FIG. 1B is a block diagram of an inverter controller of the present invention. A sub-processor 28 processes motor data, motor parameters, and ambient conditions sensed by temperature sensor 26 and pressure sensor 24 (shown in FIG. 1A) to obtain, as disclosed in aforementioned Vanek et al., U.S. Pat. No. 5,446,362, a torque limit, a blower speed command, and a rotor cage resistance estimation. The rotor cage resistance estimation is used in the present invention at slip limit calculation device 30.
FIGS. 2A-2I include computer source code listings, a dictionary of parameters, and a dictionary of output variables which can be used to by a computer to provide data for use in accordance with the present protection method. The equations shown in the algorithm of FIGS. 2A-2I are all for purposes of example only. There are a number of techniques for modeling the losses, temperatures, and rotor cage resistance, and the invention is not limited to the specific techniques shown in FIGS. 2A-2I.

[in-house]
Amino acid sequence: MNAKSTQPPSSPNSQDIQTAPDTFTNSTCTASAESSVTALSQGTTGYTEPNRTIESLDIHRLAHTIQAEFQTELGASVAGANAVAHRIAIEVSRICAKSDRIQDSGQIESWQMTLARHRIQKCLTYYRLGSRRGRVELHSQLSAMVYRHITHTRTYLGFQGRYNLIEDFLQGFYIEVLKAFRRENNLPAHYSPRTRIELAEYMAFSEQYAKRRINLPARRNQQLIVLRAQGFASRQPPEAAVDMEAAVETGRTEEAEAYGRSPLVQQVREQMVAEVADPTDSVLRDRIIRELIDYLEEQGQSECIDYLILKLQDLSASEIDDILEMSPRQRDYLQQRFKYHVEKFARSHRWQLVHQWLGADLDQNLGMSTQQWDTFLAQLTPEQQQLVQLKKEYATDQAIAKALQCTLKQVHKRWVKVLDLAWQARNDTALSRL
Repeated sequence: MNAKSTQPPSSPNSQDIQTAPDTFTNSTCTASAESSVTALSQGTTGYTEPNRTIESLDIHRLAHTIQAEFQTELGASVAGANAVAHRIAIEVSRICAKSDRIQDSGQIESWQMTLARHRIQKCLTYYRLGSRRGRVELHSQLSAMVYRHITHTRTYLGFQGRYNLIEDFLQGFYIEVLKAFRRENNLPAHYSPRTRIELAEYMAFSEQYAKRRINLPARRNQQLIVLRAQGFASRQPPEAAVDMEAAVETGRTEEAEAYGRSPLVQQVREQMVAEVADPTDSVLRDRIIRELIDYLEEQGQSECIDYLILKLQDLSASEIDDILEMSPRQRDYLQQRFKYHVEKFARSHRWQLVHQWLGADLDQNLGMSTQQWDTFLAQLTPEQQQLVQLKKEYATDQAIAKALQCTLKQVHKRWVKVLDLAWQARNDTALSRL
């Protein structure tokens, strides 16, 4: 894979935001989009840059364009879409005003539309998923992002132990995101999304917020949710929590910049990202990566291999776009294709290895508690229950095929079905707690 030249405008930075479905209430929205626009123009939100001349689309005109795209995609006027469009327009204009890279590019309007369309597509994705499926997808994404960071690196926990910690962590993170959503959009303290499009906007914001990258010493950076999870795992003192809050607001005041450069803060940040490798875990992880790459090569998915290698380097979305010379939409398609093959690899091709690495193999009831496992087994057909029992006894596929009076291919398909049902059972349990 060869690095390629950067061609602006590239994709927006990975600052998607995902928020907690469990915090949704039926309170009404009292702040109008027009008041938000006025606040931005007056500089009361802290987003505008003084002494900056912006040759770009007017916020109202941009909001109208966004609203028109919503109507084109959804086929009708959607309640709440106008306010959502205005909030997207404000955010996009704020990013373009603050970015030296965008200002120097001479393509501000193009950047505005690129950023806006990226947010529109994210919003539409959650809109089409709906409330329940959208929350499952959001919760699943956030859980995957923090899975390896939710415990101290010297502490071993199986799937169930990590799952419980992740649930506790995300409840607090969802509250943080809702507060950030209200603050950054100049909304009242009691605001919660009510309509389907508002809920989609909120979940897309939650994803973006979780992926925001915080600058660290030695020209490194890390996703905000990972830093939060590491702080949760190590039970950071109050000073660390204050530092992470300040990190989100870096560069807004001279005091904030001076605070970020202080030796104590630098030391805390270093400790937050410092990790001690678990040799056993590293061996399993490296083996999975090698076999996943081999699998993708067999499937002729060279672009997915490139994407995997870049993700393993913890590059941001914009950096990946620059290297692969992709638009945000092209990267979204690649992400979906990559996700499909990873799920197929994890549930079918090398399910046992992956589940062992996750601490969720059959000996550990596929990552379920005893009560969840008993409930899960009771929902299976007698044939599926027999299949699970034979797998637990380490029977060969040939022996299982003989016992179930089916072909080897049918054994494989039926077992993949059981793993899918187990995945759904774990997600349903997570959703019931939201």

In one embodiment, the flowchart software resides within the propulsion system controller (PSC) 18 and is executed by an on-board microprocessor. When PSC 18 is active, the protection system is executed continuously at regular intervals for each vehicle traction motor using the input signals defined above. At the conclusion of each interval, the output signals are passed to vehicle system controller 20.
Briefly, as disclosed in aforementioned Vanek et al., U.S. Pat. No. 5,446,362, after the inverter is started, the ventilating air ambient temperature and the atmospheric pressure of ventilating air are measured in the local area ambient in which the motor is operated. The measured ambient temperature and atmospheric pressure, as well as additional vehicle system input signals (motor data) are supplied to the algorithm. Initial temperature variables are set and the phase current RMS value is calculated.